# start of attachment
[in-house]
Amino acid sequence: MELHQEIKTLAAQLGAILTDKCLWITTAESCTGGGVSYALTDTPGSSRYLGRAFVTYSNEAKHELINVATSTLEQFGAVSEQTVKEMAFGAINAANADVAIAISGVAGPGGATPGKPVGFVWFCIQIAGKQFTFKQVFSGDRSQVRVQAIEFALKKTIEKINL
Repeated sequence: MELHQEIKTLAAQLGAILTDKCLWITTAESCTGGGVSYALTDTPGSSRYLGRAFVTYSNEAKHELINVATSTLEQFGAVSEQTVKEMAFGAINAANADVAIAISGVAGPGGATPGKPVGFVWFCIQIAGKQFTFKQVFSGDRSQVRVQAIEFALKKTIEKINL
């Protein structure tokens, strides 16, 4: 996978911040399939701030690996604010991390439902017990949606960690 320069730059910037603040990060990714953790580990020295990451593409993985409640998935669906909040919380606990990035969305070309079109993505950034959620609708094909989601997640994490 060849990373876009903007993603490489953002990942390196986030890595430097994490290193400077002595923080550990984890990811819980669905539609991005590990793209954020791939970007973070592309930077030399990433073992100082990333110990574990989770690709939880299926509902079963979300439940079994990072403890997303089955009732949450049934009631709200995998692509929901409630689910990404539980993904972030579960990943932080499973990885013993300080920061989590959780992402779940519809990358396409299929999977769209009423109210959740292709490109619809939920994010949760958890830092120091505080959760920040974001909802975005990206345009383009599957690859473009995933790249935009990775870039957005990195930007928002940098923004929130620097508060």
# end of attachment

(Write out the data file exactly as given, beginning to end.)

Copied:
[in-house]
Amino acid sequence: MELHQEIKTLAAQLGAILTDKCLWITTAESCTGGGVSYALTDTPGSSRYLGRAFVTYSNEAKHELINVATSTLEQFGAVSEQTVKEMAFGAINAANADVAIAISGVAGPGGATPGKPVGFVWFCIQIAGKQFTFKQVFSGDRSQVRVQAIEFALKKTIEKINL
Repeated sequence: MELHQEIKTLAAQLGAILTDKCLWITTAESCTGGGVSYALTDTPGSSRYLGRAFVTYSNEAKHELINVATSTLEQFGAVSEQTVKEMAFGAINAANADVAIAISGVAGPGGATPGKPVGFVWFCIQIAGKQFTFKQVFSGDRSQVRVQAIEFALKKTIEKINL
């Protein structure tokens, strides 16, 4: 996978911040399939701030690996604010991390439902017990949606960690 320069730059910037603040990060990714953790580990020295990451593409993985409640998935669906909040919380606990990035969305070309079109993505950034959620609708094909989601997640994490 060849990373876009903007993603490489953002990942390196986030890595430097994490290193400077002595923080550990984890990811819980669905539609991005590990793209954020791939970007973070592309930077030399990433073992100082990333110990574990989770690709939880299926509902079963979300439940079994990072403890997303089955009732949450049934009631709200995998692509929901409630689910990404539980993904972030579960990943932080499973990885013993300080920061989590959780992402779940519809990358396409299929999977769209009423109210959740292709490109619809939920994010949760958890830092120091505080959760920040974001909802975005990206345009383009599957690859473009995933790249935009990775870039957005990195930007928002940098923004929130620097508060």